MELBOURNE, AUSTRALIA - JUNE 09: Zak Butters of the Power is seen bleeding after clashing heads with teammate Tom Jonas of the Power (not pictured) during the 2022 AFL Round 13 match between the Richmond Tigers and the Port Adelaide Power at the Melbourne Cricket Ground on June 09, 2022 in Melbourne, Australia. (Photo by Dylan Burns/AFL Photos via Getty Images)

Power coach Ken Hinkley bristled fiercely when the integrity of Port Adelaide club doctor, Mark Fisher, was called into question following the heavy, head-on collision between Tom Jonas and Zak Butters on Thursday night.

With less than a quarter of an hour remaining in the then-tight contest, both the skipper and the livewire clashed heads on the broadcast side wing of the MCG whilst attempting to tackle Tigers utility, Liam Baker.

Having already utilised their medical sub, Martin Frederick, the pair were eventually bandaged up and sent back out for the dying embers of the Alberton side's seventh loss of the season.

Although a prevailing, and unprofessional, sentiment surrounding the validity of both Jonas' and Butters' respective concussion tests, Hinkley played a crossed bat when questioned about Fisher's due diligence.

"Are you questioning a doctor of 25 years' experience that he made a wrong decision?" Hinkley stated bluntly following the 12-point defeat.

"Do you think a doctor of 25 years would take a risk with concussion with the seriousness of injuries that go on now with concussion?"

While Jonas and Butters each bleeding profusely after the collision before the paltry crowd of 21,757, the long-term Port steward stressed that flesh wounds were not necessarily a symptom of concussion.

"I gather there'd be some conversation around the collision but people get cuts in football and don’t get concussion," Hinkley added.

The 55-year-old continued to call the line of questioning out, stating that Fisher had garnered "the utmost respect" from league officials across his quarter of a century at clubland.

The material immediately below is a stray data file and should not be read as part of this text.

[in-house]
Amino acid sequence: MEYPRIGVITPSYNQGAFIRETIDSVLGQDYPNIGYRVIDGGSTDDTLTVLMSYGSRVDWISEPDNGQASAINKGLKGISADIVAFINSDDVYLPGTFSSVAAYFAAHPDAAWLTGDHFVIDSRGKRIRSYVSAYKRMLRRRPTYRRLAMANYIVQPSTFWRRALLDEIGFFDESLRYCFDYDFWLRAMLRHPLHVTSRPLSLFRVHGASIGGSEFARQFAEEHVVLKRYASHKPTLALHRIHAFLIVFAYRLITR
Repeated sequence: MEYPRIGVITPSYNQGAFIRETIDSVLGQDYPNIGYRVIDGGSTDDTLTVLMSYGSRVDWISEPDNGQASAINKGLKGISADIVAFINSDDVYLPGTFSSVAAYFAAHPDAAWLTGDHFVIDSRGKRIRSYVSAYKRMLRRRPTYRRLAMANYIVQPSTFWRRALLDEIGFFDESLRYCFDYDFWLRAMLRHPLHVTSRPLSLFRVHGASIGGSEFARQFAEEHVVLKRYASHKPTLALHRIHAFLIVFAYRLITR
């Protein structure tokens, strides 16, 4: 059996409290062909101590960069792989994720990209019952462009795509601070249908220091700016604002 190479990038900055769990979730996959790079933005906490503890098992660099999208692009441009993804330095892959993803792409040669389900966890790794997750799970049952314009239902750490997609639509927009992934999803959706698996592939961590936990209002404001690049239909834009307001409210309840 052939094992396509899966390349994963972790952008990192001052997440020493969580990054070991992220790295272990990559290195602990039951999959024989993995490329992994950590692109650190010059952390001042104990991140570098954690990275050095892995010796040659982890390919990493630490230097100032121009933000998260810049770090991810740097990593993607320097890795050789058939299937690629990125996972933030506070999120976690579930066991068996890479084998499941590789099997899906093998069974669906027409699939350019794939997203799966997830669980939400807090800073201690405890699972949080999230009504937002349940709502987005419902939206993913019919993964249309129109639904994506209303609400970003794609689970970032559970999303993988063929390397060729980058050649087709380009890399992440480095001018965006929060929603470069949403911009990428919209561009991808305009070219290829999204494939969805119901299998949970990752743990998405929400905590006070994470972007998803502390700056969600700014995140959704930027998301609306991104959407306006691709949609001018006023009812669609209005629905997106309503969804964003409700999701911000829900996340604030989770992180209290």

"I've got a doctor who has been with our footy club for 25 years. The conservation between our doctor and our football manager during the game was these boys have got no issue with concussion," he delineated.

"If anyone has got a challenge on that and they feel more qualified than Mark Fisher who is a 25-year AFL doctor, feel free, but I think you want to be really sure that you're not trying to make calls from outside the fence when you've got no knowledge.

"We've got a very experienced doctor who has the utmost respect in the AFL."

Hinkley went on to colourfully claim that both the defender and the goalsneak would likely take their place in Port's senior side for their crucial clash against Sydney next Saturday night.

"Both boys were split open. Both boys were bleeding. Those are the facts," Hinkley said.

"I spoke to both boys in the rooms straight after the game, they weren't laying down or fainting, they were talking to me very clearly 'oh mate I'm going to have a big black eye, but I'm pretty good, everything is OK'. Both boys are tough players too."

Having failed at the preliminary hurdle in both of the past pair of season, Port Adelaide faces an uphill battle to return to the September action, with fixtures against the Swans, Suns, Dockers, Demons, Cats and Magpies still on the horizon.